Turning blue and ultraviolet: sex-specific colour change during the mating season in the Balkan moor frog


  • Editor: Tim Halliday

Walter Hödl, Department of Evolutionary Biology, University of Vienna, Althanstrasse 14, 1090 Vienna, Austria. Tel: +43 1 4277 54495; Fax: +43 1 4277 9544
Email: walter.hoedl@univie.ac.at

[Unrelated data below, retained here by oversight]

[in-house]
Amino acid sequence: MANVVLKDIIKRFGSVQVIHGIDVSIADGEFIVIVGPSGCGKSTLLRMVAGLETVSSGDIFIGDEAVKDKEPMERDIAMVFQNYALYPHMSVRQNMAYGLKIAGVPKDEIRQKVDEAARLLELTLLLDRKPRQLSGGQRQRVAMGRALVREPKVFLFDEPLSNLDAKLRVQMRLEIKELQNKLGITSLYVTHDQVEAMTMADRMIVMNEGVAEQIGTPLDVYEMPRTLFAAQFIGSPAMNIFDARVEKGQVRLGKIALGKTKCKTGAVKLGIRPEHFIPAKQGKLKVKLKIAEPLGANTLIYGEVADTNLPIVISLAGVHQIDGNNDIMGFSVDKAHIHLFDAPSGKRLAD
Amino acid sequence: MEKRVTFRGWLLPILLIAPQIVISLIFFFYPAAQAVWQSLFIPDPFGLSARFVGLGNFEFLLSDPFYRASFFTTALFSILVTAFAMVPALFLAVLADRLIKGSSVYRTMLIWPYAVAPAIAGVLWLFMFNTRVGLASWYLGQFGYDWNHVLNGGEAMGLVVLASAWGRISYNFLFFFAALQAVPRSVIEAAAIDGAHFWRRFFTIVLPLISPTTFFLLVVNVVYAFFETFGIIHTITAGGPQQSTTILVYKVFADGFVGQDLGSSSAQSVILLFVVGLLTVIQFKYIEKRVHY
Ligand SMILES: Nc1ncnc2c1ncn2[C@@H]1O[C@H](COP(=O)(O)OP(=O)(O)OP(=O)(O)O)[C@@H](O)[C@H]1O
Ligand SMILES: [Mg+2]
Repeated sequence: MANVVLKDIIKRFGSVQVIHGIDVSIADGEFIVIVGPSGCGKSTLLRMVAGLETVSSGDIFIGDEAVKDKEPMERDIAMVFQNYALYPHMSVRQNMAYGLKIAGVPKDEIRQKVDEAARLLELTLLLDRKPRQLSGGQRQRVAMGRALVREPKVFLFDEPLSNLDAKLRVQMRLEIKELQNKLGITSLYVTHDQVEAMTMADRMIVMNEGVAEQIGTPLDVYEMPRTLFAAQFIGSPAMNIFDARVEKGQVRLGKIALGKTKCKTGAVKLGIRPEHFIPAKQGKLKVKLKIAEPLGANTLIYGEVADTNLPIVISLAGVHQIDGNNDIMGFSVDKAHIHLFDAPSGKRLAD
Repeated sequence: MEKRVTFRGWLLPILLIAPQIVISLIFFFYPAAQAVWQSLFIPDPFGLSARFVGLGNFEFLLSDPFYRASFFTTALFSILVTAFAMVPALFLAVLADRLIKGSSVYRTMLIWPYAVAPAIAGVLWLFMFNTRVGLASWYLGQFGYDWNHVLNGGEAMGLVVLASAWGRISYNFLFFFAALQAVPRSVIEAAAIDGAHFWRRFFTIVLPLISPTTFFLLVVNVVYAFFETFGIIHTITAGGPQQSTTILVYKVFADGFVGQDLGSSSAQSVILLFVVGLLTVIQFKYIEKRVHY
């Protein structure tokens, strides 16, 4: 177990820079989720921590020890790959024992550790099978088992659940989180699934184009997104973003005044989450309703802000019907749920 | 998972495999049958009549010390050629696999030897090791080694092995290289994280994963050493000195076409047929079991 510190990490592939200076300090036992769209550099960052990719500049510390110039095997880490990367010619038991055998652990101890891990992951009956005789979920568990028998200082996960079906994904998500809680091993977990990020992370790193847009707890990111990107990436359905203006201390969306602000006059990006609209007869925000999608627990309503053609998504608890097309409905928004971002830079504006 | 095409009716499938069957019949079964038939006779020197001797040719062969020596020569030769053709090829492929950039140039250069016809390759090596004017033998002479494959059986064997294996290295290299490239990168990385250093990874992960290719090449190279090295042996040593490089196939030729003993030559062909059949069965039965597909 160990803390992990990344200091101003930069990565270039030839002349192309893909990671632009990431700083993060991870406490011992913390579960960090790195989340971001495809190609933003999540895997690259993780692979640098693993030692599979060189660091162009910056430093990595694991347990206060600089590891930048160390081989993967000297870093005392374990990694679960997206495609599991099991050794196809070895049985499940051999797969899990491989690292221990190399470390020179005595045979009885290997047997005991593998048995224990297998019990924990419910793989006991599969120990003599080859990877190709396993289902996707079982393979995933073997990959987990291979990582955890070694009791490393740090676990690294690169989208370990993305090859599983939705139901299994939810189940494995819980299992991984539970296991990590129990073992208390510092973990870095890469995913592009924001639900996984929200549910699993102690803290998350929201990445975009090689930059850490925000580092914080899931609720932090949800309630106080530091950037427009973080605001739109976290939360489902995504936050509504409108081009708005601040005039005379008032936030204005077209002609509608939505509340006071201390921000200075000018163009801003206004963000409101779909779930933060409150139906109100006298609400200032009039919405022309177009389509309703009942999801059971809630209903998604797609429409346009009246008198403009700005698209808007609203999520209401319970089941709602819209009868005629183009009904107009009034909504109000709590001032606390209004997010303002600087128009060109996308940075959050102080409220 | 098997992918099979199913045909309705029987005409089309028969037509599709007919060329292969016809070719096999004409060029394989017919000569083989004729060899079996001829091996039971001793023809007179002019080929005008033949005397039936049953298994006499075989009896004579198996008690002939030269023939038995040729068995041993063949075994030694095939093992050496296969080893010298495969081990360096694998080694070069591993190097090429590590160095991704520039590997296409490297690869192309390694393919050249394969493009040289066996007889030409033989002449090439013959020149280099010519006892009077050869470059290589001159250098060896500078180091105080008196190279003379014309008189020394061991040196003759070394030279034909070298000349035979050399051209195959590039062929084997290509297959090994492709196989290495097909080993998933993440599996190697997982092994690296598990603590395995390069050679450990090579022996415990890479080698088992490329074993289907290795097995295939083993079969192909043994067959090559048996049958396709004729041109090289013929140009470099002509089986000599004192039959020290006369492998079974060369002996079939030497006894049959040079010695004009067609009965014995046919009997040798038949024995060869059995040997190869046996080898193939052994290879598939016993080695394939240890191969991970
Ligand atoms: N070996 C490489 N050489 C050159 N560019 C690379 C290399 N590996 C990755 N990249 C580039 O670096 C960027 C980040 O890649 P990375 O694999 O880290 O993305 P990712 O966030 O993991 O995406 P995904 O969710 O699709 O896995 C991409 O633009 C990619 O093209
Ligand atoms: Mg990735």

Visual signals are hitherto assumed to play only a minor role in intra-specific communication in temperate anurans. However, in contrast to most species, males of the Balkan moor frog Rana arvalis wolterstorffi develop a conspicuous dorsal body coloration during the breeding season; its functional significance, however, remains to be clarified. In a first step, we quantified the colour change by measuring the spectral reflection of the eardrum, flank and back of males during immigration and the spawning climax by means of a spectrophotometer between 300 and 700 nm. We found that males change their body colour from dull brown with a more equal reflection spectrum to a bright ultraviolet (UV)-blue with strong reflection between 350 and 450 nm. In contrast, females stay dull brown. A cage experiment revealed no effect of the presence/absence of direct physical contact between females and males on the UV-blue body coloration in males. Moreover, none of the measured colour parameters, that is overall intensity, peak wavelength, UV and blue chroma, were found to correlate with the body condition index of males, indicating that body coloration is not affected by the physical condition of the male. Based on our results and data reported in the literature, we hypothesize that the UV-bluish nuptial coloration, additionally to its assumed function as fitness indicator of the males, may constitute an intra-sexual signal to prevent males from mispairing with other males in high-density mating aggregations.